Investor Why did you decide to sell the East Texas position, which was Samson’s legacy core?

Mills One of the first things we talked about was focus, focus, focus. We were too diverse, too spread out. The days of being a diversified, large company were over. We needed to focus on where we were going to put our money and rebuild the company.

East Texas was our backyard. My initial reaction was that East Texas was where we were going to grow the company. But the truth is, through the strategic review, it became very clear that the upside was in the Rockies. Not that there wasn’t upside in East Texas, but it was better defined [in the Rockies.]. And with what was going on in the East Texas market, particularly with Covey Park Energy [LLC}, Indigo Minerals [LLC] and Vine Oil & Gas [LP] all talking about going public, we could see there was a strong appetite for Haynesville production and development opportunities.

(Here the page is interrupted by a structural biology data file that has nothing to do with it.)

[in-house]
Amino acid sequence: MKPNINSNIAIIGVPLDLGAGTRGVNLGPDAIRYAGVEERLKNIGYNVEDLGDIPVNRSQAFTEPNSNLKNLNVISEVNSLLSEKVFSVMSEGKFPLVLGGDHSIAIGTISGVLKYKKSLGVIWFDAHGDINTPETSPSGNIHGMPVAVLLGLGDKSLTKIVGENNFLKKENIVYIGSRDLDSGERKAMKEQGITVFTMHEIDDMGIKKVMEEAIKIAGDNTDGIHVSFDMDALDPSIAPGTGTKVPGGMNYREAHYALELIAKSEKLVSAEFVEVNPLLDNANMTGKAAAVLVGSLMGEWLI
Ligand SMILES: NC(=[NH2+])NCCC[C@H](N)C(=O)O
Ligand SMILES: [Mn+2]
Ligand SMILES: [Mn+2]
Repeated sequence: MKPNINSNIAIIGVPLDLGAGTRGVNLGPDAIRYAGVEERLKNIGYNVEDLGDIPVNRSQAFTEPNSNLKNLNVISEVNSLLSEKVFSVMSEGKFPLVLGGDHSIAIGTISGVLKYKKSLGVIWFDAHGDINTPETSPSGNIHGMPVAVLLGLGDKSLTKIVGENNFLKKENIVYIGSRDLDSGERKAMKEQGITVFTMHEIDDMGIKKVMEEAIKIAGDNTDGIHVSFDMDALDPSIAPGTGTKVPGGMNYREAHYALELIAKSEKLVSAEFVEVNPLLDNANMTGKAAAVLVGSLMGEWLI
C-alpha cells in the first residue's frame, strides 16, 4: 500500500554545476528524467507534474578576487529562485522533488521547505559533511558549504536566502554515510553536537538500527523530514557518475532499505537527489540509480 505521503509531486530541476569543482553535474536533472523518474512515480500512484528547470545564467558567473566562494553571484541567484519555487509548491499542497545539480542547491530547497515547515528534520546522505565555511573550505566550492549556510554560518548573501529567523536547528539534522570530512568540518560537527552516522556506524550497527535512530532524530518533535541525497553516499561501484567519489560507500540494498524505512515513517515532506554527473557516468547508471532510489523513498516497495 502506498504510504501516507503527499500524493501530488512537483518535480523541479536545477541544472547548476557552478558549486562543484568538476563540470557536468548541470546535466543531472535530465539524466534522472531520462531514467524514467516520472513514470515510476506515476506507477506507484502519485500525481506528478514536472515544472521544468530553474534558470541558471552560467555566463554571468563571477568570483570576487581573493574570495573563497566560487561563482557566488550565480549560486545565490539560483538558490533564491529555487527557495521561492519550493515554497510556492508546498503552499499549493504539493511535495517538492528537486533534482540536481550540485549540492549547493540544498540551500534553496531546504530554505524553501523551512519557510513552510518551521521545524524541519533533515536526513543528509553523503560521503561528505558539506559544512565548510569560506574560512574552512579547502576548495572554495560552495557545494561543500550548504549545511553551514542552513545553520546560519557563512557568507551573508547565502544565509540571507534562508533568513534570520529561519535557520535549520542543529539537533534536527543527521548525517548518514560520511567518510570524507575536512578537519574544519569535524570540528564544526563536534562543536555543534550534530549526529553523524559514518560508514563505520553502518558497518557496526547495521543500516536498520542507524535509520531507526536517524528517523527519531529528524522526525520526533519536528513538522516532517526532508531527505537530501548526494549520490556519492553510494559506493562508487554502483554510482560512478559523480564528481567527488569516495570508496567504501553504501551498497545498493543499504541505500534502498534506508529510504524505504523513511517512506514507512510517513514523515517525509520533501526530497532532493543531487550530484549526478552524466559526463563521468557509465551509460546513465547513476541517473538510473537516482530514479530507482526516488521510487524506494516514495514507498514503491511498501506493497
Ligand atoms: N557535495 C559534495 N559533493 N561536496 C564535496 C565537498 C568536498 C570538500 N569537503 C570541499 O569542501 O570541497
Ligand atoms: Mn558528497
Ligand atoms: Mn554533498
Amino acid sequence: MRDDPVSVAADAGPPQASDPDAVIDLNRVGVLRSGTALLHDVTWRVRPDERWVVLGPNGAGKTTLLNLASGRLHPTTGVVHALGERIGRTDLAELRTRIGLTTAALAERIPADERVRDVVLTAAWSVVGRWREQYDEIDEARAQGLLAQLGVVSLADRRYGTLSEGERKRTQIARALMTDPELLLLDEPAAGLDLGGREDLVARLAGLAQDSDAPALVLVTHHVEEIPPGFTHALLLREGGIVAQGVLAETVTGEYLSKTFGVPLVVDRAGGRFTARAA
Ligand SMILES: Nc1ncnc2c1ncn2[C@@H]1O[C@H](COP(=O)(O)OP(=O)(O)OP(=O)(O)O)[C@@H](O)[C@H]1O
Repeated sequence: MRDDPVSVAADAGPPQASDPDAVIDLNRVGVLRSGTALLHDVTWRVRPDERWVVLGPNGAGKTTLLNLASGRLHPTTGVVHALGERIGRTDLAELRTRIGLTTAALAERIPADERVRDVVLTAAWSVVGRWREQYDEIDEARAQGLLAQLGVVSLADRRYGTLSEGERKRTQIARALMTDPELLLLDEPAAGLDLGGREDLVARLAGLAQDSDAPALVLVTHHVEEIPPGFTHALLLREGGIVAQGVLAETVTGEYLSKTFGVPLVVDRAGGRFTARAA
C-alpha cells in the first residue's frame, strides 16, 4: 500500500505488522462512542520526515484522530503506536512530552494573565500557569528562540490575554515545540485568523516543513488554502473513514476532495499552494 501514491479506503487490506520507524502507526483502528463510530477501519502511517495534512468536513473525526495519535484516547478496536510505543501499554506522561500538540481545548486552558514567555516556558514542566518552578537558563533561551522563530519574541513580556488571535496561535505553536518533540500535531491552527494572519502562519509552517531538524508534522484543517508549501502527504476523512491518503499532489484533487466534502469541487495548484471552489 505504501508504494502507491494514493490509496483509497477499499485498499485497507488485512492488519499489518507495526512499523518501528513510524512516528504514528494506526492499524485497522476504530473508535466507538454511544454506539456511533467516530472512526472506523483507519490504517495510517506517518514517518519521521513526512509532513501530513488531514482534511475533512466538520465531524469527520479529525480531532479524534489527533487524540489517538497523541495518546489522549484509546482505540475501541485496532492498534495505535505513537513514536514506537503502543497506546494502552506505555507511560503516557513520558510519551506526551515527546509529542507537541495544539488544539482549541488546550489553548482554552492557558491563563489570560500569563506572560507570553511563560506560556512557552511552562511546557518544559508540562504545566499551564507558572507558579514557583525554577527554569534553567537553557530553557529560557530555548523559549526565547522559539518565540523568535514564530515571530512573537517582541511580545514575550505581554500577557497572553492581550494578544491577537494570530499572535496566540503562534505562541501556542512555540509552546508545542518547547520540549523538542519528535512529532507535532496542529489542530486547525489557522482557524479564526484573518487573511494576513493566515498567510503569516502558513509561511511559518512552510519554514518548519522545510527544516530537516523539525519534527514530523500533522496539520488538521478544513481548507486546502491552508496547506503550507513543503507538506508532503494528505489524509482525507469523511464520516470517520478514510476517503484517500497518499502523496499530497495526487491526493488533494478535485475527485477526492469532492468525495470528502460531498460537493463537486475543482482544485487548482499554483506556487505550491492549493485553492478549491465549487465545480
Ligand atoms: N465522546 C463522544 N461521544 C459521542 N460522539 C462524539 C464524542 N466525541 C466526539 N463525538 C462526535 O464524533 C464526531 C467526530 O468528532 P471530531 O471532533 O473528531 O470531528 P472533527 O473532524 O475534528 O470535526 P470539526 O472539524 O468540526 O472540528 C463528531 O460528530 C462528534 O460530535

The board felt very strongly that we needed to strategically reposition the company, refocus as an oil company. We were very concerned about natural gas prices. We could have monetized the Rockies, but we wouldn’t have gotten the premium valuation for the Rockies at that time. The Powder and the Green are where our future lies.

Investor What was your biggest challenge coming out of bankruptcy?

Mills We were running at over $36 million a year in G&A, which was unsustainable for our asset base. Our back office was geared for a company 10 times our size; we had more accountants and IT personnel than technical personnel. Ultimately we made some tough decisions to outsource accounting, which has worked out well for us.